Four Color

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Four Color

One of the earlier issues of Four Color (#9 from October 1942), featuring Walt Disney's Donald Duck in Donald Duck Finds Pirate Gold. Note Four Color title below the price.
Publication information
Publisher Dell Comics
Schedule Various
Format Ongoing series
Genre
Publication date September 1939 – April/June 1962
Number of issues c. 1350

Four Color, also known as Four Color Comics and One Shots, was a long-running American comic book anthology series published by Dell Comics between 1939 and 1962. The title is a reference to the four basic colors used when printing comic books (cyan, magenta, yellow and black at the time).

More than 1,000 issues were published, usually with multiple titles released every month. An exact accounting of the actual number of unique issues produced is difficult because occasional issue numbers were skipped and a number of reprint issues were also included. Nonetheless, the Overstreet Comic Book Price Guide lists well over 1,000 individual issues, ending with #1354. It currently holds the record for most issues produced of an American comic book; its nearest rivals, Action Comics ended at 904 issues and Detective Comics ended after 877 issues (the two titles were relaunched in 2011 with their numbering reset to #1, and are considered new publications). The first 25 issues are known as "series 1"; after they were published, the numbering began again and "series 2" began. Four Color is notable for having published many of the first comics featuring characters licensed from Walt Disney.

History[edit]

Unlike most comic book series of the day, which were either devoted to one character, or were anthologies with collections of stories starring the cartoon characters of a particular studio, Four Color instead devoted each individual issue to different characters. One issue might feature a popular cartoon character, while the next might be an adaptation of a popular movie or TV series. Thus the phrase "one shot" which was used in the publisher's code in the first interior page of the first story. For example issue 223 (1949) was denoted DDOS 223 which translates as Donald Duck One-Shot #223. Most Four Color titles featured licensed properties; relatively few original characters were created for the line. The first Four Color comic featured comic strip and movie serial hero Dick Tracy; the last (issue number 1,354, series 2) was based upon the TV series Calvin and the Colonel.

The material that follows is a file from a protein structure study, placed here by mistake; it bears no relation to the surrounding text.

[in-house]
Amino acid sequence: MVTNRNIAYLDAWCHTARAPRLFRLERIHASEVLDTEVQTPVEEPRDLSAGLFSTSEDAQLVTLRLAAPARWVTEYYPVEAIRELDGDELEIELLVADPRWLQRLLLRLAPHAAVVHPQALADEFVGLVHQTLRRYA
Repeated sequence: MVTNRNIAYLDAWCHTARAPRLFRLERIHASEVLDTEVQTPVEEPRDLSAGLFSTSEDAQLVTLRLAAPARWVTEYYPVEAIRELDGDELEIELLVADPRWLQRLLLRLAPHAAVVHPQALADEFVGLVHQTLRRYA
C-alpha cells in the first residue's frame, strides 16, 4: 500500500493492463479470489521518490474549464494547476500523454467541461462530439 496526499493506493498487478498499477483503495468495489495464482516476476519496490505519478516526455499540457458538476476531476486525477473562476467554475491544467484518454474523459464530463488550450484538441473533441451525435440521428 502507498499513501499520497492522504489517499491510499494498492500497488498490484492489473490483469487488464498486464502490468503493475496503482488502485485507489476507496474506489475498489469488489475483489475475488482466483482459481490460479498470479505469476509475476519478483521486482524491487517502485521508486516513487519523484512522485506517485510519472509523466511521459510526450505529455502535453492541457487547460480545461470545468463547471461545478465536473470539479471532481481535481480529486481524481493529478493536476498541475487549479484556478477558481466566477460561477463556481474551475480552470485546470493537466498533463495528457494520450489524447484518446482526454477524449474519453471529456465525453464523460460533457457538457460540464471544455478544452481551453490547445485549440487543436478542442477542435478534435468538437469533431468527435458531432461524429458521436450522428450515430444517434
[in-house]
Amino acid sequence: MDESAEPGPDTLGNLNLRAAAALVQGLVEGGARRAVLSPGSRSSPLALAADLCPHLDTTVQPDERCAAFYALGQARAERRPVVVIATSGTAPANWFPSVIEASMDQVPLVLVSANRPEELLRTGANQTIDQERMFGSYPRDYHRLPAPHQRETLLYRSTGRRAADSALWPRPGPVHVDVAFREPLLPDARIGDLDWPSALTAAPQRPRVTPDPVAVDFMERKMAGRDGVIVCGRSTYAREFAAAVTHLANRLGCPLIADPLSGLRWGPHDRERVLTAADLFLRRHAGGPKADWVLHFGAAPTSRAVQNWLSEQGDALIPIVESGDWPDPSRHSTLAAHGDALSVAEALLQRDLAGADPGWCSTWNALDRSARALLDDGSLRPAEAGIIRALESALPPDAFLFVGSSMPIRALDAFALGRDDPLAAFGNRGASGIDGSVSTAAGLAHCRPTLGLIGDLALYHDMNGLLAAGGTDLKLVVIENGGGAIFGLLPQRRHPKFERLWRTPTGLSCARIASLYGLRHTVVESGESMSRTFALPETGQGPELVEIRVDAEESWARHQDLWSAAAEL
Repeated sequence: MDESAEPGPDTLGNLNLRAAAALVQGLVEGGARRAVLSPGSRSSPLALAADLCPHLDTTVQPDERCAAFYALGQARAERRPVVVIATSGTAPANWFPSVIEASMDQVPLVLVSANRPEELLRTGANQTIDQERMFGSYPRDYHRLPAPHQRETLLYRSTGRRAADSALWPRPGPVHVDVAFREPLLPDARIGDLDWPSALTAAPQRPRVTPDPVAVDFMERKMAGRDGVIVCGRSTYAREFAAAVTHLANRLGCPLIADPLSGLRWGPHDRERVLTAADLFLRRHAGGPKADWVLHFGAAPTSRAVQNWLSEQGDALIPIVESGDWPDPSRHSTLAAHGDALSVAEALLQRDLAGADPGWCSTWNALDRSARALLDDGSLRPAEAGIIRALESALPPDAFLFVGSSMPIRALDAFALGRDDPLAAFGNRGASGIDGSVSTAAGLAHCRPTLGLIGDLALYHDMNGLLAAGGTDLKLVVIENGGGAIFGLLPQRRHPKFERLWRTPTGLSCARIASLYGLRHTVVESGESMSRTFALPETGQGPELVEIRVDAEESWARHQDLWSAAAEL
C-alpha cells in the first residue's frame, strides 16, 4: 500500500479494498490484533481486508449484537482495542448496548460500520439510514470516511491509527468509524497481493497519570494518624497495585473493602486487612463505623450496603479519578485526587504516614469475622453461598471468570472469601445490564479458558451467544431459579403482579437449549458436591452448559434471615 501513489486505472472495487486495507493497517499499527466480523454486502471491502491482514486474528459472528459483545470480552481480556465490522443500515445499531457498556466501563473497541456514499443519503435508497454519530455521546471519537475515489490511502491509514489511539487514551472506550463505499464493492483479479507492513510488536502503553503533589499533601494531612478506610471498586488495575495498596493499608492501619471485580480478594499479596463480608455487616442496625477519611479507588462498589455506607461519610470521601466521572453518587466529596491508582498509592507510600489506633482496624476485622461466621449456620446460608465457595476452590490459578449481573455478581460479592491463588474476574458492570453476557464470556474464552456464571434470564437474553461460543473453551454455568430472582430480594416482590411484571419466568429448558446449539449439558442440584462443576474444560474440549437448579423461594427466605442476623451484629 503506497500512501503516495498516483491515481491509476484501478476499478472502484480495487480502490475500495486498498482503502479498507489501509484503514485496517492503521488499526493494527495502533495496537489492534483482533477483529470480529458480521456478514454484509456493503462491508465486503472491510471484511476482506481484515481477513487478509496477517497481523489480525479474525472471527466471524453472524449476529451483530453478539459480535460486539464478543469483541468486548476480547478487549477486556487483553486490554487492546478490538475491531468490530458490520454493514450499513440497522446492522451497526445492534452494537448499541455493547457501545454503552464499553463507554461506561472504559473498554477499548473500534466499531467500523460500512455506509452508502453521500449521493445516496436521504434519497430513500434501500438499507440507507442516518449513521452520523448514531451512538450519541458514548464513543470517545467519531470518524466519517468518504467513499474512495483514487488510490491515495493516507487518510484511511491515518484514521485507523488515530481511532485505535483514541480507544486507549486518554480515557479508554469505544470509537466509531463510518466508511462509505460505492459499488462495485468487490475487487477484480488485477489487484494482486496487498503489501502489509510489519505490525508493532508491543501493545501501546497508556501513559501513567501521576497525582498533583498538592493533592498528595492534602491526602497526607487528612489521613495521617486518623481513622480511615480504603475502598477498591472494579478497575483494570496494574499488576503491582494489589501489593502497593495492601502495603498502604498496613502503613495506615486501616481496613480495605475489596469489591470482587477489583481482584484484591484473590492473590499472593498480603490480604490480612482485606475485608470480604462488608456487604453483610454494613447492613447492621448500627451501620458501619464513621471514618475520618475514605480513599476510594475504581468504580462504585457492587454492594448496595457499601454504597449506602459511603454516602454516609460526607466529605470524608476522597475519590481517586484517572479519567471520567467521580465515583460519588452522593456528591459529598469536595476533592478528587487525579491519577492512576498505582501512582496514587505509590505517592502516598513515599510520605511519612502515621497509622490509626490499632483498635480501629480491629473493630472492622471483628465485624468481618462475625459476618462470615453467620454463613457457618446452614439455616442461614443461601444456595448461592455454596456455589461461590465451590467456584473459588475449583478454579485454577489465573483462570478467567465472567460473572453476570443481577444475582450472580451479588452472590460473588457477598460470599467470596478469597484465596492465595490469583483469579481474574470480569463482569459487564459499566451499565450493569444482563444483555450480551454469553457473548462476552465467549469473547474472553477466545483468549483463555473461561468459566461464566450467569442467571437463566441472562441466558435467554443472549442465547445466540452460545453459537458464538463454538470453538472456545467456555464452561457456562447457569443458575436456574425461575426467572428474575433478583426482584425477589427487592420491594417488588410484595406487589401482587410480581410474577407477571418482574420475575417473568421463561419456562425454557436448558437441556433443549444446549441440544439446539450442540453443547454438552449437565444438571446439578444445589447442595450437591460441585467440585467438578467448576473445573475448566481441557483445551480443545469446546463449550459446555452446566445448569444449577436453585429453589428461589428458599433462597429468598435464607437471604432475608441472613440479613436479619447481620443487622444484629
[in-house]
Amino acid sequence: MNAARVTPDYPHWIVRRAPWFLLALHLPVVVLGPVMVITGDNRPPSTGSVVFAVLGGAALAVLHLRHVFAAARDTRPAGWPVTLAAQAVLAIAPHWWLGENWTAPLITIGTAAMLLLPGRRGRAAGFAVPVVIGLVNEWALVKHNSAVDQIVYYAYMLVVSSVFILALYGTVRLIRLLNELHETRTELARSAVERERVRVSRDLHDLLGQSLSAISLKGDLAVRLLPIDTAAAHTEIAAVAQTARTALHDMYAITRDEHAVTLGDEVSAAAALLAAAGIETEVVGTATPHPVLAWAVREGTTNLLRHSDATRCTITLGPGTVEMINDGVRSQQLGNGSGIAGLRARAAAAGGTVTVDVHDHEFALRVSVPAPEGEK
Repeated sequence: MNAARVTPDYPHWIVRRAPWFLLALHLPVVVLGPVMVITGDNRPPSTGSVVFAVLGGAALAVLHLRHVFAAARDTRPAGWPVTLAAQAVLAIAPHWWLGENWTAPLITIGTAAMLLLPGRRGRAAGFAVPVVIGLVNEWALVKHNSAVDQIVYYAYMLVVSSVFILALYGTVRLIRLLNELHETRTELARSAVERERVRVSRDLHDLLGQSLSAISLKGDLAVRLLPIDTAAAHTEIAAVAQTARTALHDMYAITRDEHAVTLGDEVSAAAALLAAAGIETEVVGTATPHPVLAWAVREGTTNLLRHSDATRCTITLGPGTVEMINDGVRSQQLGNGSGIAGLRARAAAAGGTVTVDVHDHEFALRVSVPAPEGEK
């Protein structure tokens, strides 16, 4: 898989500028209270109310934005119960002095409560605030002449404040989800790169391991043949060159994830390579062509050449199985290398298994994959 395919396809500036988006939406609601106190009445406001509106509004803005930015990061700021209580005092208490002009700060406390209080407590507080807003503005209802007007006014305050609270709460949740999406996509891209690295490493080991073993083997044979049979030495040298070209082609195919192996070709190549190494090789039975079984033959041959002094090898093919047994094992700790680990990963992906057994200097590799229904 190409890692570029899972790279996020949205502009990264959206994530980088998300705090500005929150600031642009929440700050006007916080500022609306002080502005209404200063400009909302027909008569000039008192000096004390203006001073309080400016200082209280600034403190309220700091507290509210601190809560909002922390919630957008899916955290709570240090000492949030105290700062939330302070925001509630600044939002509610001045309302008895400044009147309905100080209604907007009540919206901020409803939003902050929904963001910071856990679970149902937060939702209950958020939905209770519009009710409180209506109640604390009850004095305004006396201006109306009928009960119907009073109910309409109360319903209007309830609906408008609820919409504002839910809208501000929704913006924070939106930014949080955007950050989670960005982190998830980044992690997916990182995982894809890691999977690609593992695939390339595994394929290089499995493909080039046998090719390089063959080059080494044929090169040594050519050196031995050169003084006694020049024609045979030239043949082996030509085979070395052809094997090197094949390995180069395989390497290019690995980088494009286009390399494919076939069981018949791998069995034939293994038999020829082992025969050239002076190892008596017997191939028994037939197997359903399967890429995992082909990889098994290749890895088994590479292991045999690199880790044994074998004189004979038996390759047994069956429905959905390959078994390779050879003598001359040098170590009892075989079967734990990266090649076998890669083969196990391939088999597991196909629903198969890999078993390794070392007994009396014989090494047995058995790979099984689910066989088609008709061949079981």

The primary purpose behind Four Color was as a try-out showcase for potential new Dell Comics series.[citation needed] For example Tarzan and Little Lulu in early 1948 launched their own titles (starting with no. 1) after proving themselves via a number of Four Color try-out issues. However, during the 1940s, the transition was not always so prompt, as a number of prominent funny animal characters starred in 20–30 issues of Four Color (these include Mickey Mouse, Donald Duck and Porky Pig). Comic book historian Michael Barrier notes that by the early 1950s, Dell seemed to be giving more emphasis to subscription sales (promoted via premium giveaways as part of the Dell Comics Club), which necessitated stable series instead of one-shots.[1] At one point in 1951, some issues of Four Color were double-numbered, reflecting the issuances for particular characters; thus issues 318 and 328, featuring Donald Duck, carried the notation "nos. 1–2" on the cover underneath the Four Color series number. This may indicate thought at that point was being given to the eventual transition of these characters from one-shots to their own titles. Indeed, beginning in the early 1950s, it became more prevalent than previously for Four Color titles, if they proved popular enough, to become ongoing, independent series. In some cases, the issue numbering of these spin-offs took into account any previous Four Color issues (albeit sometimes miscounting the one-shots; Donald Duck started with #26 despite the publication of twenty-eight Four Color issues with the character preceding it).

Identifying Four Color comics can be a challenge, as only issues published between c.1940 and 1946 actually carried the title Four Color Comics on the cover.

Documenting the extent of the Four Color series was among the bibliographic tasks undertaken in the early 1960s by emerging comic book fandom. Fans Donald and Maggie Thompson took the lead in this endeavor and, in 1968, finally issued A Listing of Dell Special Series Comic Books (and a Few Others) as Bibliographic Supplement no. 1 to their fanzine Comic Art. In its 35 pages, it listed not only individual titles of comic books published in the Color/Four Color series, but those in these series: Black and White, Large Feature, United Feature Single Series, Comics on Parade, McKay Feature Books, Stories by Famous Authors Illustrated, and Classics Illustrated (Classic Comics).

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